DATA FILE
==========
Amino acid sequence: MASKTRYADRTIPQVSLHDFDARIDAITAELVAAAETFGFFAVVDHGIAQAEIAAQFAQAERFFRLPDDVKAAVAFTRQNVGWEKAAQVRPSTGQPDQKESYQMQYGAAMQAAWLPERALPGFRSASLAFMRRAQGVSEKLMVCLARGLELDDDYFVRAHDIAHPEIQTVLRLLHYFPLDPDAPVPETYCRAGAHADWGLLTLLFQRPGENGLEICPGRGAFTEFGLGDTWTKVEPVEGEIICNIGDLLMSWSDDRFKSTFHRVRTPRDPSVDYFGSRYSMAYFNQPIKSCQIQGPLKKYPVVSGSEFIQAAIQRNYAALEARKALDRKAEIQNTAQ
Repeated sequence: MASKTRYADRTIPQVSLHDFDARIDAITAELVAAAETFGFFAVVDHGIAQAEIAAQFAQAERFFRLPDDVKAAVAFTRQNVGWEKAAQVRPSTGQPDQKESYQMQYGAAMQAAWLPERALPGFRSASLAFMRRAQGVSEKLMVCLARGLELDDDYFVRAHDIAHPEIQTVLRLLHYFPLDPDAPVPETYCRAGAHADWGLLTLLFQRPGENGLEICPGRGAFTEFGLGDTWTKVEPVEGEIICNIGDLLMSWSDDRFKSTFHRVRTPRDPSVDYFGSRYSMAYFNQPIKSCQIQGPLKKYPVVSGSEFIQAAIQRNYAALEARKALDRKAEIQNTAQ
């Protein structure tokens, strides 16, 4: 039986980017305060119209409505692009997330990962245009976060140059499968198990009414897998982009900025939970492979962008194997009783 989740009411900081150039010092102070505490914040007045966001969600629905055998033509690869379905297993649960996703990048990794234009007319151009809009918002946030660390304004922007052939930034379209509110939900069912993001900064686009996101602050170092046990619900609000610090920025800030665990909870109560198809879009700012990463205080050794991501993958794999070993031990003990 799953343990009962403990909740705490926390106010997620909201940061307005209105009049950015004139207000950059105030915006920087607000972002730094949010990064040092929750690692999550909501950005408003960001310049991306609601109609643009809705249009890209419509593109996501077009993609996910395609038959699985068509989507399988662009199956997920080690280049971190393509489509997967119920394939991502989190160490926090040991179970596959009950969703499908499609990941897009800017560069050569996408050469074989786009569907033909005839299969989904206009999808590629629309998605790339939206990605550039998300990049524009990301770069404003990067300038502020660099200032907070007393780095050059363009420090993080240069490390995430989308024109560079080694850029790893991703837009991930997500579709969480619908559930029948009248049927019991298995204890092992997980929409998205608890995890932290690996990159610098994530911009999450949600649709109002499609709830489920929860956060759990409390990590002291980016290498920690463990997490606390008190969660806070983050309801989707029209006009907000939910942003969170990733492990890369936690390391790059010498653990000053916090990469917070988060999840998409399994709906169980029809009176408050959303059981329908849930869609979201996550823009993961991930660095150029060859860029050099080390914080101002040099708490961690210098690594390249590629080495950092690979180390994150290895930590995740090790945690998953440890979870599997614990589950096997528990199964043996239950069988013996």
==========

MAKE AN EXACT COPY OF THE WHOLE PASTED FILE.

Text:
Amino acid sequence: MASKTRYADRTIPQVSLHDFDARIDAITAELVAAAETFGFFAVVDHGIAQAEIAAQFAQAERFFRLPDDVKAAVAFTRQNVGWEKAAQVRPSTGQPDQKESYQMQYGAAMQAAWLPERALPGFRSASLAFMRRAQGVSEKLMVCLARGLELDDDYFVRAHDIAHPEIQTVLRLLHYFPLDPDAPVPETYCRAGAHADWGLLTLLFQRPGENGLEICPGRGAFTEFGLGDTWTKVEPVEGEIICNIGDLLMSWSDDRFKSTFHRVRTPRDPSVDYFGSRYSMAYFNQPIKSCQIQGPLKKYPVVSGSEFIQAAIQRNYAALEARKALDRKAEIQNTAQ
Repeated sequence: MASKTRYADRTIPQVSLHDFDARIDAITAELVAAAETFGFFAVVDHGIAQAEIAAQFAQAERFFRLPDDVKAAVAFTRQNVGWEKAAQVRPSTGQPDQKESYQMQYGAAMQAAWLPERALPGFRSASLAFMRRAQGVSEKLMVCLARGLELDDDYFVRAHDIAHPEIQTVLRLLHYFPLDPDAPVPETYCRAGAHADWGLLTLLFQRPGENGLEICPGRGAFTEFGLGDTWTKVEPVEGEIICNIGDLLMSWSDDRFKSTFHRVRTPRDPSVDYFGSRYSMAYFNQPIKSCQIQGPLKKYPVVSGSEFIQAAIQRNYAALEARKALDRKAEIQNTAQ
């Protein structure tokens, strides 16, 4: 039986980017305060119209409505692009997330990962245009976060140059499968198990009414897998982009900025939970492979962008194997009783 989740009411900081150039010092102070505490914040007045966001969600629905055998033509690869379905297993649960996703990048990794234009007319151009809009918002946030660390304004922007052939930034379209509110939900069912993001900064686009996101602050170092046990619900609000610090920025800030665990909870109560198809879009700012990463205080050794991501993958794999070993031990003990 799953343990009962403990909740705490926390106010997620909201940061307005209105009049950015004139207000950059105030915006920087607000972002730094949010990064040092929750690692999550909501950005408003960001310049991306609601109609643009809705249009890209419509593109996501077009993609996910395609038959699985068509989507399988662009199956997920080690280049971190393509489509997967119920394939991502989190160490926090040991179970596959009950969703499908499609990941897009800017560069050569996408050469074989786009569907033909005839299969989904206009999808590629629309998605790339939206990605550039998300990049524009990301770069404003990067300038502020660099200032907070007393780095050059363009420090993080240069490390995430989308024109560079080694850029790893991703837009991930997500579709969480619908559930029948009248049927019991298995204890092992997980929409998205608890995890932290690996990159610098994530911009999450949600649709109002499609709830489920929860956060759990409390990590002291980016290498920690463990997490606390008190969660806070983050309801989707029209006009907000939910942003969170990733492990890369936690390391790059010498653990000053916090990469917070988060999840998409399994709906169980029809009176408050959303059981329908849930869609979201996550823009993961991930660095150029060859860029050099080390914080101002040099708490961690210098690594390249590629080495950092690979180390994150290895930590995740090790945690998953440890979870599997614990589950096997528990199964043996239950069988013996």